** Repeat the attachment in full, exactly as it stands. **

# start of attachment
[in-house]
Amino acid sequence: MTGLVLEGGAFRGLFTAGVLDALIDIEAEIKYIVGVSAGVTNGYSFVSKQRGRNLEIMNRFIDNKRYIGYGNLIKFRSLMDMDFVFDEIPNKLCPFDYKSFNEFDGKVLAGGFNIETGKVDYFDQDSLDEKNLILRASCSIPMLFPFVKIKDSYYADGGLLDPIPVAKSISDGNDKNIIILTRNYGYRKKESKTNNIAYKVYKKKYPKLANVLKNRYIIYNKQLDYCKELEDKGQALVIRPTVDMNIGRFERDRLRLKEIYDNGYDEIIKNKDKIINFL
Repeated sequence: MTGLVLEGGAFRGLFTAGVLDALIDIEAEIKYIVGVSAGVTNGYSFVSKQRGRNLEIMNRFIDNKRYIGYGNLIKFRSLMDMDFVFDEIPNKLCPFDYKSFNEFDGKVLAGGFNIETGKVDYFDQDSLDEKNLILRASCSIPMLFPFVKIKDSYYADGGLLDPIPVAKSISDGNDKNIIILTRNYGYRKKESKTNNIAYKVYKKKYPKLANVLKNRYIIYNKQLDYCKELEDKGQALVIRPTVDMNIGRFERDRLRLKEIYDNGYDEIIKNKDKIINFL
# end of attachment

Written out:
[in-house]
Amino acid sequence: MTGLVLEGGAFRGLFTAGVLDALIDIEAEIKYIVGVSAGVTNGYSFVSKQRGRNLEIMNRFIDNKRYIGYGNLIKFRSLMDMDFVFDEIPNKLCPFDYKSFNEFDGKVLAGGFNIETGKVDYFDQDSLDEKNLILRASCSIPMLFPFVKIKDSYYADGGLLDPIPVAKSISDGNDKNIIILTRNYGYRKKESKTNNIAYKVYKKKYPKLANVLKNRYIIYNKQLDYCKELEDKGQALVIRPTVDMNIGRFERDRLRLKEIYDNGYDEIIKNKDKIINFL
Repeated sequence: MTGLVLEGGAFRGLFTAGVLDALIDIEAEIKYIVGVSAGVTNGYSFVSKQRGRNLEIMNRFIDNKRYIGYGNLIKFRSLMDMDFVFDEIPNKLCPFDYKSFNEFDGKVLAGGFNIETGKVDYFDQDSLDEKNLILRASCSIPMLFPFVKIKDSYYADGGLLDPIPVAKSISDGNDKNIIILTRNYGYRKKESKTNNIAYKVYKKKYPKLANVLKNRYIIYNKQLDYCKELEDKGQALVIRPTVDMNIGRFERDRLRLKEIYDNGYDEIIKNKDKIINFL